Holiday movies: “Sniper,” “Woods,””Gambler,” “Big Eyes” —tip-ins, no slam dunks. “Unbroken” busted

tomMetacritic and Rotten Tomatoes both suggest that this year’s crop of holiday movies are worth checking out, but there’s no serious “must see” in the mix.

“American Sniper” and “Big Eyes” have the best reviews, a return to form for Clint Eastwood and a beautifully executed mainstream bio-pic from the quirky Tim Burton.  But even those films linger in the 70% range on the rottentomatoes tomatometer. Not EVERY critic was dazzled or impressed by them.

wahl“The Gambler” and “Into the Woods” both earned more endorsements than pans. The Mark Wahlberg remake of a 1974 picture differs from the original in some interesting ways, and a few irrational ones. They could have done more with the transgressive gambler-professor sleeping with a student relationship. It’s more  of a symptom of his mental state, and would get him fired, than a simple emotional rescue.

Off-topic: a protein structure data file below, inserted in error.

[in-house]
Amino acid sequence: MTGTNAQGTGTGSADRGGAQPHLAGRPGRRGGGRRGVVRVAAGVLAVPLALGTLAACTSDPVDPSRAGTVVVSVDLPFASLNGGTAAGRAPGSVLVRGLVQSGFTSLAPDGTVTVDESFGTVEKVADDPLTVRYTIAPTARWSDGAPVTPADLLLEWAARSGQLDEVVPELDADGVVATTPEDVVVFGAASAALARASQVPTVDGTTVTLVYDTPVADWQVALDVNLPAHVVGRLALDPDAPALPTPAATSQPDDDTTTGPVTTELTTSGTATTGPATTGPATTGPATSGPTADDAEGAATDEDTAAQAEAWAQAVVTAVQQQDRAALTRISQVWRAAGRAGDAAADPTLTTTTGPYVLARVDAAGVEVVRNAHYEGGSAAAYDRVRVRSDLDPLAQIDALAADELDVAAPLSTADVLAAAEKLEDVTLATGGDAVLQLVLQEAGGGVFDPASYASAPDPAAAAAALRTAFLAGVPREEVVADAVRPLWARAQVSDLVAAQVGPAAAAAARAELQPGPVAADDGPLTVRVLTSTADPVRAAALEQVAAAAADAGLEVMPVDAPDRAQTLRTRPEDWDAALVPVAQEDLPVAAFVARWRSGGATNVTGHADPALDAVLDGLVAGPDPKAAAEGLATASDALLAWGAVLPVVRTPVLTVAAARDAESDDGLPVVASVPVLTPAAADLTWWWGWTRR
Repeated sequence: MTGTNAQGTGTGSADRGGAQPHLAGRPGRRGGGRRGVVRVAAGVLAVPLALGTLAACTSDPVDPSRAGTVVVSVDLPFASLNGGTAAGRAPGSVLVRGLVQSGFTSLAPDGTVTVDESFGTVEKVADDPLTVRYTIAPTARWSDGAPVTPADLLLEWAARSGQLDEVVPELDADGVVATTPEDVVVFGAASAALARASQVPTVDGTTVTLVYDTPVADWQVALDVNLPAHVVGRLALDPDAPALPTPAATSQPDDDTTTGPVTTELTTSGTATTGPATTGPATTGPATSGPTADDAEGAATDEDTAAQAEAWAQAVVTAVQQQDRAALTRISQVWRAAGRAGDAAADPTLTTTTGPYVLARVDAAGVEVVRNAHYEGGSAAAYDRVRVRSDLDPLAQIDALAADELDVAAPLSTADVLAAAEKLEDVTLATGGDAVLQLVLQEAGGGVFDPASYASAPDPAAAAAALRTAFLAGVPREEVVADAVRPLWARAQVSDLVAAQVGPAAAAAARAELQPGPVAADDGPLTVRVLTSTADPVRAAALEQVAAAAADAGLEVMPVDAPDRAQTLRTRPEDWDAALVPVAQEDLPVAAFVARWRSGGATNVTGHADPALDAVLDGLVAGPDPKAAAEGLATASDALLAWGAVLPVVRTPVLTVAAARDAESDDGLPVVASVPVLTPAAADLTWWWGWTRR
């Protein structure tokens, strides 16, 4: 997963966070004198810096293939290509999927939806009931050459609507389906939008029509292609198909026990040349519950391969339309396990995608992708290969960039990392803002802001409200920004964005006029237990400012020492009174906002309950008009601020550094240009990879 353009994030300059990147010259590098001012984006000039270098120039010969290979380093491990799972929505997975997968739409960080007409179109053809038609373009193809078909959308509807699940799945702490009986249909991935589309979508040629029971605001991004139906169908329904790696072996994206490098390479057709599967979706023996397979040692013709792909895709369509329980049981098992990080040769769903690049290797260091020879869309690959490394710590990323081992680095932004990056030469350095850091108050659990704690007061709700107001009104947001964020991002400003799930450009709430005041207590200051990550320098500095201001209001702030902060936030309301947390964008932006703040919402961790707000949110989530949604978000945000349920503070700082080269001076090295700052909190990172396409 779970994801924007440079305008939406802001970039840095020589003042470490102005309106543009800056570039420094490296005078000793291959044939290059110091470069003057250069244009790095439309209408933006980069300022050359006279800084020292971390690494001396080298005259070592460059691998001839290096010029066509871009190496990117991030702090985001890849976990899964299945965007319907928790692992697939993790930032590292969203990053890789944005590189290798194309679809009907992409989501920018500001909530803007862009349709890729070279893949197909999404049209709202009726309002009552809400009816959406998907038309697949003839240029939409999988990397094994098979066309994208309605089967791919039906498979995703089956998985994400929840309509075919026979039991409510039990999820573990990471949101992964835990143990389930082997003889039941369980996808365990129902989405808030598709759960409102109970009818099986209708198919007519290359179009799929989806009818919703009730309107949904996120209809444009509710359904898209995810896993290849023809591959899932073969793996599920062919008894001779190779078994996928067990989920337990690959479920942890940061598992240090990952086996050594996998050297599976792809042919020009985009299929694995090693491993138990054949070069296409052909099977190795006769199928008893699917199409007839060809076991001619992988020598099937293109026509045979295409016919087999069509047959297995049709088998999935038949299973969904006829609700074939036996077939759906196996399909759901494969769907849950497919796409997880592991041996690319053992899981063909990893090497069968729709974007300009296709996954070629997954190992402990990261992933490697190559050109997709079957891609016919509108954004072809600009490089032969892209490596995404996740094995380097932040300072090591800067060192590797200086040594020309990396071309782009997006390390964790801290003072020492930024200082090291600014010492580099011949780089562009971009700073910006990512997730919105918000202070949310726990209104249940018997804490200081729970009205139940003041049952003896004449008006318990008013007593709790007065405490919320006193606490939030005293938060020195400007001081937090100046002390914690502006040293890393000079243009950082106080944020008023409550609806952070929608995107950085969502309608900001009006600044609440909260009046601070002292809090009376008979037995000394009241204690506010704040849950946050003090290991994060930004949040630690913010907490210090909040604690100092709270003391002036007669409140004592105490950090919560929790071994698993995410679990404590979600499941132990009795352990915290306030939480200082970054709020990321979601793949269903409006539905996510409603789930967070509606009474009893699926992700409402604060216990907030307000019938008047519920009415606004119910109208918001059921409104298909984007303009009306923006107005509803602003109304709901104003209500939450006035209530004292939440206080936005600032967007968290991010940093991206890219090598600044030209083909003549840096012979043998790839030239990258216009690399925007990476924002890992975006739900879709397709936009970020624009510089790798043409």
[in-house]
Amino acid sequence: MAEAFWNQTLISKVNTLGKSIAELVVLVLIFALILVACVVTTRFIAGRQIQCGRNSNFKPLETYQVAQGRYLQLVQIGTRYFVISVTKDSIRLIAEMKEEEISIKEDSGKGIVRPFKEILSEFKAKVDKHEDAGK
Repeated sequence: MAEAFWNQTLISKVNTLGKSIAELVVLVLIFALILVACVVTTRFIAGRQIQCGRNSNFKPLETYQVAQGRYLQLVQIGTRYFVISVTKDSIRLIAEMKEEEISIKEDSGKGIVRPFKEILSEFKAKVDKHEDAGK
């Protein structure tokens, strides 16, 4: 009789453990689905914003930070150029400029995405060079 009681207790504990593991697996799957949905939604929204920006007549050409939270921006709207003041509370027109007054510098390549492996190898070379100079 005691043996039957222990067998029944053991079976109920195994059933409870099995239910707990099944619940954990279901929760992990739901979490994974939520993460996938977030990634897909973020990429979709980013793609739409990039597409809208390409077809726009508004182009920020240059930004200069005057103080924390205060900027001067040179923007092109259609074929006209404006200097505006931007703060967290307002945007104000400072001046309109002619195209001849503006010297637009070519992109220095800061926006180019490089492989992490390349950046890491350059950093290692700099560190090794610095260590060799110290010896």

“Woods” lost some musical numbers — one good one — and is overly reliant on new TV chat show host James Corden’s talents than  it should be. But Streep and Blunt and Pine and Kendrick are all great fun, the heart and soul of the piece, and its comic backbone. It still works, but not as well as it did on the stage.

unbrokeAngelina Jolie’s take on “Unbroken” didn’t find a dazzling lead and blows any suspense or big moments of heart that were there in the Louis Zamperini survival tale. What this Olympic runner went through, surviving a crash at sea in his bomber, drifting for weeks and weeks, followed by a long imprisonment by the Japanese, he endured a lot. But survival at sea narratives and POW stories have much in common, and Jolie failed to do much with what made this one special. An Olympic flashback is all that distinguishes the “We’re out of water, we’re going to die” raft sequences and the sadistic, torturing prison commandant story. Been there, seen that, with real airplanes, prisons and prisoners that didn’t look so backlot neat and clean. Weak reviews rolled in, across the board, for “Unforgettable.”

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